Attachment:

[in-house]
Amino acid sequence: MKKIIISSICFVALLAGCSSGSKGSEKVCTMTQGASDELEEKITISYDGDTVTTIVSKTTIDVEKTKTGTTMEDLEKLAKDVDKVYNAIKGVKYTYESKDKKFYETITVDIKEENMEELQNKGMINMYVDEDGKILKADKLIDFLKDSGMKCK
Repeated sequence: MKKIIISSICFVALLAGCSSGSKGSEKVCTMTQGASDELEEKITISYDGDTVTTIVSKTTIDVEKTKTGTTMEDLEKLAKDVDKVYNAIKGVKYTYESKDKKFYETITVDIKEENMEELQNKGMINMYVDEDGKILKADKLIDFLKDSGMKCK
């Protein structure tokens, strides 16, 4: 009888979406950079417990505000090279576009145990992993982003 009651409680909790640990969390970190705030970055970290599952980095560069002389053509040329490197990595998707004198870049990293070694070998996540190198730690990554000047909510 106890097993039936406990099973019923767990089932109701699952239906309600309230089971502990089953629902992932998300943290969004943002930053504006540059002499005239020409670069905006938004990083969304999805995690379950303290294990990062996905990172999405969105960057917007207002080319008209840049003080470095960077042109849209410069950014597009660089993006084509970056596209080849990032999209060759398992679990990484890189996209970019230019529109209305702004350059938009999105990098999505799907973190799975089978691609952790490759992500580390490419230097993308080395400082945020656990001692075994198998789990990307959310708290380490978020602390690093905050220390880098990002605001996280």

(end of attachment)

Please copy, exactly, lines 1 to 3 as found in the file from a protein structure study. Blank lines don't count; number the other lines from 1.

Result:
[in-house]
Amino acid sequence: MKKIIISSICFVALLAGCSSGSKGSEKVCTMTQGASDELEEKITISYDGDTVTTIVSKTTIDVEKTKTGTTMEDLEKLAKDVDKVYNAIKGVKYTYESKDKKFYETITVDIKEENMEELQNKGMINMYVDEDGKILKADKLIDFLKDSGMKCK
Repeated sequence: MKKIIISSICFVALLAGCSSGSKGSEKVCTMTQGASDELEEKITISYDGDTVTTIVSKTTIDVEKTKTGTTMEDLEKLAKDVDKVYNAIKGVKYTYESKDKKFYETITVDIKEENMEELQNKGMINMYVDEDGKILKADKLIDFLKDSGMKCK